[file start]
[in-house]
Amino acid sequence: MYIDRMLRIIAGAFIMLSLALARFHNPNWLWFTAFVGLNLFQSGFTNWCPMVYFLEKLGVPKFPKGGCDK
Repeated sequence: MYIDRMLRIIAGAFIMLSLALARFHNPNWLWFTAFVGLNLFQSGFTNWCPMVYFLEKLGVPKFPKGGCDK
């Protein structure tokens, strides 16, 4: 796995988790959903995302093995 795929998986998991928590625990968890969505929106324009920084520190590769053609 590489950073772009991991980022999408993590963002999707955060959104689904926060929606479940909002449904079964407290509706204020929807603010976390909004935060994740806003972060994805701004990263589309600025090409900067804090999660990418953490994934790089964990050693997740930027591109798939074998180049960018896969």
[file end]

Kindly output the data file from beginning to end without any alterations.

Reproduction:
[in-house]
Amino acid sequence: MYIDRMLRIIAGAFIMLSLALARFHNPNWLWFTAFVGLNLFQSGFTNWCPMVYFLEKLGVPKFPKGGCDK
Repeated sequence: MYIDRMLRIIAGAFIMLSLALARFHNPNWLWFTAFVGLNLFQSGFTNWCPMVYFLEKLGVPKFPKGGCDK
């Protein structure tokens, strides 16, 4: 796995988790959903995302093995 795929998986998991928590625990968890969505929106324009920084520190590769053609 590489950073772009991991980022999408993590963002999707955060959104689904926060929606479940909002449904079964407290509706204020929807603010976390909004935060994740806003972060994805701004990263589309600025090409900067804090999660990418953490994934790089964990050693997740930027591109798939074998180049960018896969």